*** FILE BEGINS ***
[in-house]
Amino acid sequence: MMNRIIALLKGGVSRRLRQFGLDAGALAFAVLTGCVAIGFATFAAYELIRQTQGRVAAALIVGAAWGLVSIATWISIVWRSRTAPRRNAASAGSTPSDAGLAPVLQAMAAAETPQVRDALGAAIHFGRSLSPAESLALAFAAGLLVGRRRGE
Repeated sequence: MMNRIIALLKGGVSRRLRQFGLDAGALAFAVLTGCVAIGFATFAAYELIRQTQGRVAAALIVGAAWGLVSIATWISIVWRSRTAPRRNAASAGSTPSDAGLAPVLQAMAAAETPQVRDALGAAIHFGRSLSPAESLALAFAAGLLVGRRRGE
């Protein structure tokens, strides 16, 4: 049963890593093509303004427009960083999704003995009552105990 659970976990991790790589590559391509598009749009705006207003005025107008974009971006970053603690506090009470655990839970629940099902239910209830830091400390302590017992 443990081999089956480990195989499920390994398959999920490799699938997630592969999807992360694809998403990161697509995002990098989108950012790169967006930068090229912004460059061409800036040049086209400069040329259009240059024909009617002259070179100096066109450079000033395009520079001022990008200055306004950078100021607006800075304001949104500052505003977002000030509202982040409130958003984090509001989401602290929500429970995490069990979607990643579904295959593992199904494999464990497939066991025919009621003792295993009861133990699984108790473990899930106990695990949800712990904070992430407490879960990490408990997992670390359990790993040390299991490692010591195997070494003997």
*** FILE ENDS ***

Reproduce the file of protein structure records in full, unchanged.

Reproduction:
[in-house]
Amino acid sequence: MMNRIIALLKGGVSRRLRQFGLDAGALAFAVLTGCVAIGFATFAAYELIRQTQGRVAAALIVGAAWGLVSIATWISIVWRSRTAPRRNAASAGSTPSDAGLAPVLQAMAAAETPQVRDALGAAIHFGRSLSPAESLALAFAAGLLVGRRRGE
Repeated sequence: MMNRIIALLKGGVSRRLRQFGLDAGALAFAVLTGCVAIGFATFAAYELIRQTQGRVAAALIVGAAWGLVSIATWISIVWRSRTAPRRNAASAGSTPSDAGLAPVLQAMAAAETPQVRDALGAAIHFGRSLSPAESLALAFAAGLLVGRRRGE
């Protein structure tokens, strides 16, 4: 049963890593093509303004427009960083999704003995009552105990 659970976990991790790589590559391509598009749009705006207003005025107008974009971006970053603690506090009470655990839970629940099902239910209830830091400390302590017992 443990081999089956480990195989499920390994398959999920490799699938997630592969999807992360694809998403990161697509995002990098989108950012790169967006930068090229912004460059061409800036040049086209400069040329259009240059024909009617002259070179100096066109450079000033395009520079001022990008200055306004950078100021607006800075304001949104500052505003977002000030509202982040409130958003984090509001989401602290929500429970995490069990979607990643579904295959593992199904494999464990497939066991025919009621003792295993009861133990699984108790473990899930106990695990949800712990904070992430407490879960990490408990997992670390359990790993040390299991490692010591195997070494003997």